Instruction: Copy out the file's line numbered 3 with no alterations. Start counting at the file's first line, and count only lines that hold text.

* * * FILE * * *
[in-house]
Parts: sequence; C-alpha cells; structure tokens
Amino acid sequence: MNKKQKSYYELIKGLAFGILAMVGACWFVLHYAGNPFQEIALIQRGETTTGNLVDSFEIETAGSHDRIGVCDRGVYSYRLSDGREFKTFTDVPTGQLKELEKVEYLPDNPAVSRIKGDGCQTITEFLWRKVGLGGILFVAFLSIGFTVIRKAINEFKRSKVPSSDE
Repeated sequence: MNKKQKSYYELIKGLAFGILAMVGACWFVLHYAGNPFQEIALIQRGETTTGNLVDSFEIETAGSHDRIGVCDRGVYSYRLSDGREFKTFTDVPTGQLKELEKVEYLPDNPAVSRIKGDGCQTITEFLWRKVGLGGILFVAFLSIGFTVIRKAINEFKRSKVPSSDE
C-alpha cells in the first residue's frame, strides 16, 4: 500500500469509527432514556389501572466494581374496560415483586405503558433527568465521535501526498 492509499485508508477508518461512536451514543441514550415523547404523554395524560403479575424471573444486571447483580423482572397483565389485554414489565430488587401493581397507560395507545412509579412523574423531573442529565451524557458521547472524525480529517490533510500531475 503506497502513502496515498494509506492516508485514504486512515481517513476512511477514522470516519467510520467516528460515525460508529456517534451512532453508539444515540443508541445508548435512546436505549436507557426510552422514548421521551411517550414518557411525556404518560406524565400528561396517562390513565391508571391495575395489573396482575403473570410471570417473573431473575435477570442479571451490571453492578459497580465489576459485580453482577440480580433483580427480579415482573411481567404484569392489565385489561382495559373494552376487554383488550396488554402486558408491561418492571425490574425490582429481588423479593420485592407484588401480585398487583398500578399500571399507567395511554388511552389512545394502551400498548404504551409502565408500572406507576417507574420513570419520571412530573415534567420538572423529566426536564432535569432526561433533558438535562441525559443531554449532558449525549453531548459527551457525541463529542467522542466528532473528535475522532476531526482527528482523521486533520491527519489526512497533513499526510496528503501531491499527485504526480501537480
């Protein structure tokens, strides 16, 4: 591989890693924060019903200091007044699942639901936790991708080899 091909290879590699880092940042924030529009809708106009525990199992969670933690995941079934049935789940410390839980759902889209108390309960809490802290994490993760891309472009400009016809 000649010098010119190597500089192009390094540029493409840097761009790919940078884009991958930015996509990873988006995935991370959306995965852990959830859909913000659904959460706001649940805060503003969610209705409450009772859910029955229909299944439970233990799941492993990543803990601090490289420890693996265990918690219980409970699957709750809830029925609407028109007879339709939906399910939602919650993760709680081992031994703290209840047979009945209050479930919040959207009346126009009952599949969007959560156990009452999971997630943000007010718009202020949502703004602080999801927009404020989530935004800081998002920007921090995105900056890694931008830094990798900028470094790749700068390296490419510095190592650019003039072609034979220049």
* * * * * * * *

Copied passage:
Amino acid sequence: MNKKQKSYYELIKGLAFGILAMVGACWFVLHYAGNPFQEIALIQRGETTTGNLVDSFEIETAGSHDRIGVCDRGVYSYRLSDGREFKTFTDVPTGQLKELEKVEYLPDNPAVSRIKGDGCQTITEFLWRKVGLGGILFVAFLSIGFTVIRKAINEFKRSKVPSSDE